ACRAZE: About 10–12 tracks out of 25 are new, so people won't be able to Shazam most of it. I always try to play weapons in my sets, and this time I want to test out new stuff and feel the energy. I like to experiment because I came from being experimental.

When I was designing this set, I wanted to go back to when I didn't really care what people thought. So I hope people don't show up to my set and expect me to play “Satisfaction” by Benny Benassi because I'm not going to do it. I’m just going to play stuff that I’ve been making and IDs from my boys. We've also spent a crazy amount of time on new visuals, so I'm excited about that.

ACRAZE, EDC Las Vegas 2023, The Otherside

iEDM: You have had an extremely busy year. How do you manage to stay mentally and physically healthy throughout the chaos of touring?

ACRAZE: The two biggest things are staying fit and eating right, and that's pretty much it for me. I take a lot of CBD to help relieve stress, but you have to take care of your body and know your limits. You can’t be going out and destroying yourself every weekend, because it will end badly or with the realization that it's not sustainable.


iEDM: House music began in Chicago but has since expanded globally, especially in Miami, Los Angeles, Johannesburg, Ibiza, and Amsterdam. All of these cities have massively different cultures– but the same infatuation with this genre. Do you have a theory for the reason behind this? Will Chicago always be a home-base for house music?

ACRAZE: I definitely agree. I think Chicago will always be home because you really need to understand the underground. Places like Miami get it, but not like Chicago does. If the history is born there, no one else is really going to get it. Chicago knows what they're doing; they brought it to the scene, and they'll stick with it. Chicago’s the GOAT.

ACRAZE, EDC Las Vegas 2023, The Otherside

iEDM: Many DJs began their careers playing warehouse parties in the past. Do you believe there are still the same opportunities within the underground today, or has social media become the most important tool for artist growth?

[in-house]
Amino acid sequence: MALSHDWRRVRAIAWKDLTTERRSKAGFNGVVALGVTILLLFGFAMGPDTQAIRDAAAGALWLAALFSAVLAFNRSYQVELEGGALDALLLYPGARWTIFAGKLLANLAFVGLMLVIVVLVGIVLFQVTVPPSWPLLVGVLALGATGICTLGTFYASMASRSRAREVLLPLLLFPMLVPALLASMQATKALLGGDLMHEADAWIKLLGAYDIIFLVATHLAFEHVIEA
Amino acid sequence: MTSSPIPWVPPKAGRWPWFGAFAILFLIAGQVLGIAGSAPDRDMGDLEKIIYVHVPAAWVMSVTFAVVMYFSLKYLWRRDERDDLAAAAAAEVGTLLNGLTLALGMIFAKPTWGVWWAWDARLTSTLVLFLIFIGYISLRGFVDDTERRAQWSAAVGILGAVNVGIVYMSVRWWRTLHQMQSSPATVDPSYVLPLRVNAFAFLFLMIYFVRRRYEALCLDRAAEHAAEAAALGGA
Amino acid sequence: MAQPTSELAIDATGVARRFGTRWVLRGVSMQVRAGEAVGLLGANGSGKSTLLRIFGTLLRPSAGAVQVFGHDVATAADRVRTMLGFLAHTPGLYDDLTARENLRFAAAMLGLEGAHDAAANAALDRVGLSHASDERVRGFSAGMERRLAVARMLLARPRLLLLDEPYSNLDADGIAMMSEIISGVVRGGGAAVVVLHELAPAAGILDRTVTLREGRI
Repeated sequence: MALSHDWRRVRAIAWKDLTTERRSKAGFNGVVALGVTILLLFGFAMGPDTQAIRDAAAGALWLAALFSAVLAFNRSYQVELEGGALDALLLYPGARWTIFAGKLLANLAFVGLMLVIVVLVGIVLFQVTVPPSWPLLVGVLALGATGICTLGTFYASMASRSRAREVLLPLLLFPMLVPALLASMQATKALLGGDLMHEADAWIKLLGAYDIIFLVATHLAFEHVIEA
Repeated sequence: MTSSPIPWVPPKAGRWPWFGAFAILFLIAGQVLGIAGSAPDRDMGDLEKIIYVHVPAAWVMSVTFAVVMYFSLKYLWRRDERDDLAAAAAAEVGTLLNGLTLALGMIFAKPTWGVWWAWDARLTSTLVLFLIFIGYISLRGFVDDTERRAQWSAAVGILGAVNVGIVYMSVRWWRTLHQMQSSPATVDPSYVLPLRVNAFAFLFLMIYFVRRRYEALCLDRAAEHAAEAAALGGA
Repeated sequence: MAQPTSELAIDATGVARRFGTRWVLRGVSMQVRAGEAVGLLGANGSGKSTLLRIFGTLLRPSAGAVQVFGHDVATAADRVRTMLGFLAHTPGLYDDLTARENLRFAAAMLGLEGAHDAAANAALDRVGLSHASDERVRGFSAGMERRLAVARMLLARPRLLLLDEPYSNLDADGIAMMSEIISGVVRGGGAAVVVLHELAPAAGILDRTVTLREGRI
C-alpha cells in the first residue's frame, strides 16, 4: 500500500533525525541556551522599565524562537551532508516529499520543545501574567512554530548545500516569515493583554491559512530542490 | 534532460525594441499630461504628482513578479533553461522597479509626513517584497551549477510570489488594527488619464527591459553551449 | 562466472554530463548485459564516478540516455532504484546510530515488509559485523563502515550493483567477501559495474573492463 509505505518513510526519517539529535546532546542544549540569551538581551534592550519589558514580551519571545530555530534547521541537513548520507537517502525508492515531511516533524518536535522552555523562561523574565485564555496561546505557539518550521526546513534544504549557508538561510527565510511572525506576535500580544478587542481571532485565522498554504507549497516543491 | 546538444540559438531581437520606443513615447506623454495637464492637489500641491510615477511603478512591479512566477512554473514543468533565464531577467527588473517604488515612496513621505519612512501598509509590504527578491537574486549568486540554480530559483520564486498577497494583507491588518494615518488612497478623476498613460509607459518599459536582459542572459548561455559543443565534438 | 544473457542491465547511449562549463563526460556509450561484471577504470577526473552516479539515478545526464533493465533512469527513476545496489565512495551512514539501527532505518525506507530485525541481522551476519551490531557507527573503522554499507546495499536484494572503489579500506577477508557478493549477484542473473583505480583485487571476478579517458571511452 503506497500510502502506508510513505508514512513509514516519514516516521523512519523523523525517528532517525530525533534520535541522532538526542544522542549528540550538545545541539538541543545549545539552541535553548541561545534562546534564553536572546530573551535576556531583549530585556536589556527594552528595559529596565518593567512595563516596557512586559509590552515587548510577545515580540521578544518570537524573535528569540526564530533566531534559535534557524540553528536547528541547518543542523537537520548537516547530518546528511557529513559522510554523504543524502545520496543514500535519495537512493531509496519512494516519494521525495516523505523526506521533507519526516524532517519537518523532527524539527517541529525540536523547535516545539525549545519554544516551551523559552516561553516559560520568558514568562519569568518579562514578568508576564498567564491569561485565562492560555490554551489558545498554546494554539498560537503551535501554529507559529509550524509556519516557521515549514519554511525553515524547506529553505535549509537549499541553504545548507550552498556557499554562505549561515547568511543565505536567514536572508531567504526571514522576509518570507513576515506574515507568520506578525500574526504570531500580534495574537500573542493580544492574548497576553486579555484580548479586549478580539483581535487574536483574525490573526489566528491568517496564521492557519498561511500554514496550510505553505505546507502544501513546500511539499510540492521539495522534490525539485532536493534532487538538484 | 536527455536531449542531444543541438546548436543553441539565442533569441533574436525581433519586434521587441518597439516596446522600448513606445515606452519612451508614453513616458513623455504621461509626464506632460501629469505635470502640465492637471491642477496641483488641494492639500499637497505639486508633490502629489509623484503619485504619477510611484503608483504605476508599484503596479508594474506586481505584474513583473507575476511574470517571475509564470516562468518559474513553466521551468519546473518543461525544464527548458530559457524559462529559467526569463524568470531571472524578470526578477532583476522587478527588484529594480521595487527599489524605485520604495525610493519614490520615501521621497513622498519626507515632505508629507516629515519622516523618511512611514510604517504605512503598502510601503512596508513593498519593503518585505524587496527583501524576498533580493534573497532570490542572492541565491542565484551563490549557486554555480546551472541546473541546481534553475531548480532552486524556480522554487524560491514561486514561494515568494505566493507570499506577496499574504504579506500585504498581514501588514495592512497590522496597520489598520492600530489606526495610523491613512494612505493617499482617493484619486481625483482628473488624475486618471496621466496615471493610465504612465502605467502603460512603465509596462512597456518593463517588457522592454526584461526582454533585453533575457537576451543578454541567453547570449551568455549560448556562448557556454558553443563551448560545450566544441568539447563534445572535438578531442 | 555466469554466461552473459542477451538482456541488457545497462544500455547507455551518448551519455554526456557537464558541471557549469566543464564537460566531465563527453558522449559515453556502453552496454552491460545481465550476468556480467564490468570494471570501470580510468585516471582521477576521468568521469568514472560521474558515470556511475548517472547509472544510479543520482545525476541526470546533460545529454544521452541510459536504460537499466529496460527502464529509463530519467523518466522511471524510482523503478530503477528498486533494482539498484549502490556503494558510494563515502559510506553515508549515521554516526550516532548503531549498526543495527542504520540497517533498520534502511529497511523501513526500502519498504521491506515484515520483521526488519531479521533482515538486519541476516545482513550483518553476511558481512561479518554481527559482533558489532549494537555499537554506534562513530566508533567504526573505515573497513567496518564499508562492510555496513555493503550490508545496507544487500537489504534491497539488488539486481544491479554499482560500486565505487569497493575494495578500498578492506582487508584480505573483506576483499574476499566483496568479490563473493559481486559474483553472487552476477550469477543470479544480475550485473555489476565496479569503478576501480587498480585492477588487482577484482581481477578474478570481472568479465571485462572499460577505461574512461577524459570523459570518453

ACRAZE: I've really started talking to my team about doing underground parties, like warehouses because there's a special energy behind it. You throw on your shades and just cook all night and vibe.

But social media is very big because technology is getting so crazy. You see examples of artists like Tale of Us and the visuals are insane. People want that emotional connection between the music and the visuals.

If you can really nail that on social media, people are going to be attracted to it. If you post something on social media, it also has the potential to spark something new or create a new trend. Both are big, in my opinion.


Photos courtesy of ACRAZE


Read more iEDM Exclusive Interviews HERE!


Check out iEDM's Review of EDC Las Vegas 2023 HERE!   

Paije Kantor



Native to Long Beach, California, Paije has been in love with dance music since childhood, which blossomed into a love for its community and events later on. Over time, she has become a dedicated fan of all EDM subgenres, with a special affinity for industrial and melodic techno, dubstep and riddim, electro house and trance, and DnB.

Paije recently graduated with a B.S. in geology and paleontology and spends her free time searching for new additions to her collection of playlists, watching history documentaries, researching obscure topics, and attempting to keep up with her husky’s energy.